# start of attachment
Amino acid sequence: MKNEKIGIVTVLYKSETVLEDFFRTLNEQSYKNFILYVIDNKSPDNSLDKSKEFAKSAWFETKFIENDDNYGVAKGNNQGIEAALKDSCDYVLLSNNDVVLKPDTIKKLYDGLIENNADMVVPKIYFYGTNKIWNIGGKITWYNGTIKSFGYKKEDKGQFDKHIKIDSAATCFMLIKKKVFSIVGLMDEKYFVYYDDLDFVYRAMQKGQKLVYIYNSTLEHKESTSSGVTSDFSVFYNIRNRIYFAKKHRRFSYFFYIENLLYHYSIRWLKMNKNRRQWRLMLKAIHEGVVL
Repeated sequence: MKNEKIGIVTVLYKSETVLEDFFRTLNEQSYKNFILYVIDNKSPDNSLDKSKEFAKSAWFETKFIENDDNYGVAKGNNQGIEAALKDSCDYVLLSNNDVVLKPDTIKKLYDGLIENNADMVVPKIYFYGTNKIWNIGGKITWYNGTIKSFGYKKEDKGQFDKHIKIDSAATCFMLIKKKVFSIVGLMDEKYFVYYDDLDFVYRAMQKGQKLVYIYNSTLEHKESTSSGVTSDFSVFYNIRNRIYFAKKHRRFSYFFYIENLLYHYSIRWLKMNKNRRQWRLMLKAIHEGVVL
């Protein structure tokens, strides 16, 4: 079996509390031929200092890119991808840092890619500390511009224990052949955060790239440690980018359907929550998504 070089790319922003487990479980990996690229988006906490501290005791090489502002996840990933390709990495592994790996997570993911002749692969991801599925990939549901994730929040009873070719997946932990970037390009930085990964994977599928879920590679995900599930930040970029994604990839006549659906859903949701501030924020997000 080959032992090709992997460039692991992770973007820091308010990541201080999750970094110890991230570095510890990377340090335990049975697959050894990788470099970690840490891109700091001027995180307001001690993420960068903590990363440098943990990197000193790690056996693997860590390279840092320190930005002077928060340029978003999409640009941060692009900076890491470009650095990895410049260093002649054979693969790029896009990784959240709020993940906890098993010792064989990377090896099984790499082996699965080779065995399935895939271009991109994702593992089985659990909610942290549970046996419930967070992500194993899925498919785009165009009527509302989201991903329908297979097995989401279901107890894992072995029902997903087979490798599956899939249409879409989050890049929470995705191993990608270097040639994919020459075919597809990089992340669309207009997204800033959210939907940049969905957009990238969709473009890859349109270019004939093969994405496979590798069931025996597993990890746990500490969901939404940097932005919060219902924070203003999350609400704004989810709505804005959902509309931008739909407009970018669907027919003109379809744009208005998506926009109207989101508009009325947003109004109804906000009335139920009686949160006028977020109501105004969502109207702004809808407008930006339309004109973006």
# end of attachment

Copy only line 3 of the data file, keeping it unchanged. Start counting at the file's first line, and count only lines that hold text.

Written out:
């Protein structure tokens, strides 16, 4: 079996509390031929200092890119991808840092890619500390511009224990052949955060790239440690980018359907929550998504 070089790319922003487990479980990996690229988006906490501290005791090489502002996840990933390709990495592994790996997570993911002749692969991801599925990939549901994730929040009873070719997946932990970037390009930085990964994977599928879920590679995900599930930040970029994604990839006549659906859903949701501030924020997000 080959032992090709992997460039692991992770973007820091308010990541201080999750970094110890991230570095510890990377340090335990049975697959050894990788470099970690840490891109700091001027995180307001001690993420960068903590990363440098943990990197000193790690056996693997860590390279840092320190930005002077928060340029978003999409640009941060692009900076890491470009650095990895410049260093002649054979693969790029896009990784959240709020993940906890098993010792064989990377090896099984790499082996699965080779065995399935895939271009991109994702593992089985659990909610942290549970046996419930967070992500194993899925498919785009165009009527509302989201991903329908297979097995989401279901107890894992072995029902997903087979490798599956899939249409879409989050890049929470995705191993990608270097040639994919020459075919597809990089992340669309207009997204800033959210939907940049969905957009990238969709473009890859349109270019004939093969994405496979590798069931025996597993990890746990500490969901939404940097932005919060219902924070203003999350609400704004989810709505804005959902509309931008739909407009970018669907027919003109379809744009208005998506926009109207989101508009009325947003109004109804906000009335139920009686949160006028977020109501105004969502109207702004809808407008930006339309004109973006």